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Marcel Haenggi

(1)

There were interesting systems of direct use of hydro power at Lake of Zurich (and probably elsewhere) in late 19th century. In the heights close to the villages there were little artificial lakes ("Weiher") which provided a network of pipelines with high pressure water. Any factory or crafts workshop in the village could get connected to the system for a fee. The water than powered the machines. On sundays when factories did not work, the water was used for waterspou fountains, some of which still are active today or have been re-established (e.g. in Richterswil: http://www.fontaene.ch/typo3temp/pics/5f7b1245bd.jpg ; http://www.fontaene.ch/typo3temp/pics/a70c569059.jpg ; http://farm6.staticflickr.com/5106/5628095345_7e53a35a78_z.jpg).

Alfred Max Hofbauer

(2)

Hi Kris!

A flow of water through a pipe is as much energy as a flow of electrons in a wire. There is no compelling reason why it shouldn´t be possible to have a lamp working on waterpower... or on compressed air, mechanical work, etc.
The method has not been developed yet, but it should proove interesting to do so...

Matthias

(3)

Nice article about rotary hydropower.

i was swimming in the lake today. In the bath the have a small lift. It is used to lift handicapped people in and out the water. The lift is powered with water from a garden hose. Basically the lift is an hydraulic cylinder with two valves and a chair attached to it.

Many machines use hydraulic or pneumatic cylinders. Electric cylinders are still expensive. With hydraulic cylinders we can power lifts, rams, scissors, presses, dumpers, gates, cranes and much more.
Many tools are still operated pneumatically which is the most expensive form of energy. £he could be constructed to run with water.

Look at modern construction machines like an excavator. The diesel prime mover is powering the hydraulics. The caterpillars are powered by hydraulic motors and all the rest by hydraulic cylinders. If we have enough pressure it should be possible to convert a machine from oil hydraulic to water. With a flexible hose it would be possible to operate construction machines. Houses bridges and tunnels could be built just with water hydraulics.

Kris De Decker

(4)

@ Marcel: That's correct. These and other systems will be discussed in the next post.

@ Alfred: Interesting. I thought that a light bulb required electricity. An LED does for sure, because its operation is based on moving electrons. The same goes for computerchips. Whatever power source you use, you will always have to convert the energy to electricity. Are non-LED light bulbs different?

@ Matthias: Exactly. See upcoming post.

Alfred Max Hofbauer

(5)

Any kind of energy can be transformed into any other kind... Here is a list of the known types: http://en.wikipedia.org/wiki/List_of_light_sources
I´ve been trying sonoluminescence and triboluminescence (even into the X-ray spectrum).
A friend of mine made a "hydraulic LED", years ago, drilling a T-junction of hydraulic lines into a block of clear plexiglass. It lit only when the flow ran in one direction.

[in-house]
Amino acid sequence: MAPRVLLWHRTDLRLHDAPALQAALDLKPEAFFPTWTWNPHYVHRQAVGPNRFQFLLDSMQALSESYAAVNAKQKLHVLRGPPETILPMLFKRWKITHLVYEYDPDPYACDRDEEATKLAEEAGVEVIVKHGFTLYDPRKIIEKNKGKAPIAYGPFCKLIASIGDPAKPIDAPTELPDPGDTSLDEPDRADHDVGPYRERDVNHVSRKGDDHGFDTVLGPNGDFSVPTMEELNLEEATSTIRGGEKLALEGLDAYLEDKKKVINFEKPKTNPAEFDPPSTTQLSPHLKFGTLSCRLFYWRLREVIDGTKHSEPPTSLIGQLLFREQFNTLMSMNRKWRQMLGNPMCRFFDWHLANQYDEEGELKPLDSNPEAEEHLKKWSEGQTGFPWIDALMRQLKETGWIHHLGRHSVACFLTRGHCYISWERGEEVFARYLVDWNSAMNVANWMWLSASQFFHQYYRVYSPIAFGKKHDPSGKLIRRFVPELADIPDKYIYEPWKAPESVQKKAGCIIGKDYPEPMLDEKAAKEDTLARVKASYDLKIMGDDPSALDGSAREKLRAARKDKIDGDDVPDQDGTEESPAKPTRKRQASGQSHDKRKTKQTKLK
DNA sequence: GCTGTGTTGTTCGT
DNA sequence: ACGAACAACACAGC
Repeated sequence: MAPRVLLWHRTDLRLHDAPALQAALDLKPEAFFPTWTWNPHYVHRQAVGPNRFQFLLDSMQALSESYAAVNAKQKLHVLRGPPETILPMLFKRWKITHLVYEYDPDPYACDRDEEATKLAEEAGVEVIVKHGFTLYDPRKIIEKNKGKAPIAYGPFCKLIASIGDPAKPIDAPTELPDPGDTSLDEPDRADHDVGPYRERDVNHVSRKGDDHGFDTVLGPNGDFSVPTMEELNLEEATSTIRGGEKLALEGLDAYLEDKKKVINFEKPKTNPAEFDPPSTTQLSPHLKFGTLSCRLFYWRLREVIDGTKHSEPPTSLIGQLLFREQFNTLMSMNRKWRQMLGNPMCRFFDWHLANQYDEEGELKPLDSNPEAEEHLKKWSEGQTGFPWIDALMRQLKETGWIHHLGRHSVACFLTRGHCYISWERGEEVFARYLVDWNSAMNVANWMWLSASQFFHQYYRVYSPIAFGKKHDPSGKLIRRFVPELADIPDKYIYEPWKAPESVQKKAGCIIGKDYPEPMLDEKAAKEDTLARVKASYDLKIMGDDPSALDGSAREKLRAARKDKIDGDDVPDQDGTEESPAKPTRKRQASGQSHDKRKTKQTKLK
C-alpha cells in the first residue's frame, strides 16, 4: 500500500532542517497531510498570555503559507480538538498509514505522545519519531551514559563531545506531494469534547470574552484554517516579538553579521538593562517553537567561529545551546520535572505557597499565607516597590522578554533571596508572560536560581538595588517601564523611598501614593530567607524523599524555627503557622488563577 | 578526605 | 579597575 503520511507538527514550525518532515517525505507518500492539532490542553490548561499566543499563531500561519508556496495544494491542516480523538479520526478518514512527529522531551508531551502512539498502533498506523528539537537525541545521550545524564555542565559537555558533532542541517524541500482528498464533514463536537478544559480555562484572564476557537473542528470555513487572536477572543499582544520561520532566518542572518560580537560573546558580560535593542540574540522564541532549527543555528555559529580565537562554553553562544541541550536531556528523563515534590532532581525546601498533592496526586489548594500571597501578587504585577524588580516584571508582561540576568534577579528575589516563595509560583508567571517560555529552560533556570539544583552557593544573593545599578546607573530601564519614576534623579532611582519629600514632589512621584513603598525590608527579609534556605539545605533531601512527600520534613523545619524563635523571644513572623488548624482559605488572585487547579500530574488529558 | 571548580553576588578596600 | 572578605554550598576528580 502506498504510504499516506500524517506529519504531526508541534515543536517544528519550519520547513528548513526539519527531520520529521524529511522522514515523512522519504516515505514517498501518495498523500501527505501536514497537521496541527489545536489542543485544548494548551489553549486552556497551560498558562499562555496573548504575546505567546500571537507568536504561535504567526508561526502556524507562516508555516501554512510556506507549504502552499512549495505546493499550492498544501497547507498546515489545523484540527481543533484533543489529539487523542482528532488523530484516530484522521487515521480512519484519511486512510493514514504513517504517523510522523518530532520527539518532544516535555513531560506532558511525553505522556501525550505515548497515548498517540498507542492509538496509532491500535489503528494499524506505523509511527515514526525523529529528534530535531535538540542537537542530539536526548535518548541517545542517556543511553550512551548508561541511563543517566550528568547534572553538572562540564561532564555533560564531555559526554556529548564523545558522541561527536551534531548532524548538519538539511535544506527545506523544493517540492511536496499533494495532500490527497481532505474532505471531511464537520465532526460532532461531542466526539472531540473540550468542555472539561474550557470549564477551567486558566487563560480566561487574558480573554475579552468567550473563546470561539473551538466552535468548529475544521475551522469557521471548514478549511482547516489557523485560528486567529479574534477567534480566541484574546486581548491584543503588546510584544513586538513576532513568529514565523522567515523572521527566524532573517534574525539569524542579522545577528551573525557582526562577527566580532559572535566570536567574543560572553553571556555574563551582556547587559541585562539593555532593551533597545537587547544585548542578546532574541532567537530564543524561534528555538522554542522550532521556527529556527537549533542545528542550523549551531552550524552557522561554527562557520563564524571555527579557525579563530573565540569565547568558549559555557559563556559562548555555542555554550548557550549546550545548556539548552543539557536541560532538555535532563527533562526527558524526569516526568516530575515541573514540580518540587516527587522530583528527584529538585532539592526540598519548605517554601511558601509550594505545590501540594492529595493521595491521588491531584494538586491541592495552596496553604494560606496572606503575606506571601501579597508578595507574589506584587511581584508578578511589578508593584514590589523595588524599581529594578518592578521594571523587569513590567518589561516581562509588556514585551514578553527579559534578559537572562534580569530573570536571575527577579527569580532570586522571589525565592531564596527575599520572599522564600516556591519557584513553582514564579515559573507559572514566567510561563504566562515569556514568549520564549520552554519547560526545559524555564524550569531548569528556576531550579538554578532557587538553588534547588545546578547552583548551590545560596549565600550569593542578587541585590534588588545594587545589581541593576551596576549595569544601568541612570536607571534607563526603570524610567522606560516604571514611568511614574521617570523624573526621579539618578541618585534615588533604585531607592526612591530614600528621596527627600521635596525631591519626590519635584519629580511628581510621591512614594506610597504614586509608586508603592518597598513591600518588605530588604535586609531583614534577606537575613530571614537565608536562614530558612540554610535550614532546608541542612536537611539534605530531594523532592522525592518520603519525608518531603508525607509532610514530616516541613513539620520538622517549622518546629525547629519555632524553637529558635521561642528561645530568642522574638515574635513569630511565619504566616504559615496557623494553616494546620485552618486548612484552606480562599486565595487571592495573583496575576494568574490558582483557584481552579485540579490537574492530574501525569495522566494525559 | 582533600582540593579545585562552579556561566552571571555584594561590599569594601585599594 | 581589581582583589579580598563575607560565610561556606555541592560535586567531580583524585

Laurent S

(6)

There is a loss when you produce electricity, but you can use electricity anywhere. Direct hydropower means that you have to carry the wood, the seeds,... to the hydropower plant, and then you will also lose a lot of energy. So the ratio win/loss is more complex to calculate.

Paul

(7)

Did you know that electric motors are the single biggest users of electricity in the world; using almost half of all of the world's electricity. I would agree with you that, in some instances, using mechanical energy from a turbine/waterwheel to generate electricity to power a motor and turn the energy back into mechanicl energy is slightly stupid. However, I would add that, in my opinion, this mechanical energy might not be as easy to transmit as electricity over distances of more than several metres or to serve multiply users at once and inconsistent load that are continually coming on and offline and/or changing speeds. The resaon why I think that most hydropower projects are for hydroelectricity is be more flexible and possibly user friendly because a river won't light your house and you can't recharge a cellphone with a stream

Drake

(8)

Water wheels are great but not everyone has a stream and a good head of water. A deep well and a small head of water can be used to compress air in a "trompe". Bubbles flow down and are compressed and captured in an air chamber. The deeper the well the higher the pressure. The greater the head the faster the flow. Compressed air is versatile and since it is expensive if produced by electricity a deep well trompe might be worth drilling.

Attila

(9)

electricity won the role of the transportation of energy, not the production of it, as is shown with small hydro energy too

with the image above, in the article, we are locked having a stream with a given head fall and water amount, which may not be accessible where it just needed - the wire can be used to transport it to the right location, time, and size

however, i like the idea for direct mechanical use of water energia, but rather as energy storage, than energy production

so, i have an intermittern energy source, let it be an own wind mill, off-peak grid electrical energy, or a combuston engine running on wood gas

i can use the mechanical primary energy to pump up water to give it a height based energy, and then when i use it, release it down, through water wheels, either reproducing electricity again, or use it directly

j walker

(10)

You may be interested in this:

http://ludens.cl/paradise/turbine/turbine.html

he's a retired Electrical Engineer living in Chile who set up his own 4kw hydro plant essentially from scratch with help from 2 or 3 other people. It's pretty amazing.

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